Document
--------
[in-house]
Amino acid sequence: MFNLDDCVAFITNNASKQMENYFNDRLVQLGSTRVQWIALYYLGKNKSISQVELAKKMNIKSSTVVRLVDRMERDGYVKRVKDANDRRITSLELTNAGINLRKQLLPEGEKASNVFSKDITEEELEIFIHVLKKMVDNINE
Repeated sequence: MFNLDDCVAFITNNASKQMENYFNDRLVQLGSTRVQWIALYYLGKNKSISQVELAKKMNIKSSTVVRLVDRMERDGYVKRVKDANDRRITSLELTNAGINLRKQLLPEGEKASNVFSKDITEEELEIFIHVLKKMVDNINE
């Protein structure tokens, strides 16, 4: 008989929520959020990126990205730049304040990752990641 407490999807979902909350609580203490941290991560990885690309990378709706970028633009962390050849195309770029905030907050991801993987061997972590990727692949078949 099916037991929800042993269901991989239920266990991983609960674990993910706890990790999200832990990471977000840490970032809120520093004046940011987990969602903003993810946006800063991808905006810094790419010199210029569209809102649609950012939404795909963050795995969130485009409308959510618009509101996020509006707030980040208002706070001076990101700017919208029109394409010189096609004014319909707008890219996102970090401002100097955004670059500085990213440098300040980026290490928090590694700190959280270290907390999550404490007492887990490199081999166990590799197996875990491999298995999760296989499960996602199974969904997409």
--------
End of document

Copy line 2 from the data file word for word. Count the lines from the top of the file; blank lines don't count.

Amino acid sequence: MFNLDDCVAFITNNASKQMENYFNDRLVQLGSTRVQWIALYYLGKNKSISQVELAKKMNIKSSTVVRLVDRMERDGYVKRVKDANDRRITSLELTNAGINLRKQLLPEGEKASNVFSKDITEEELEIFIHVLKKMVDNINE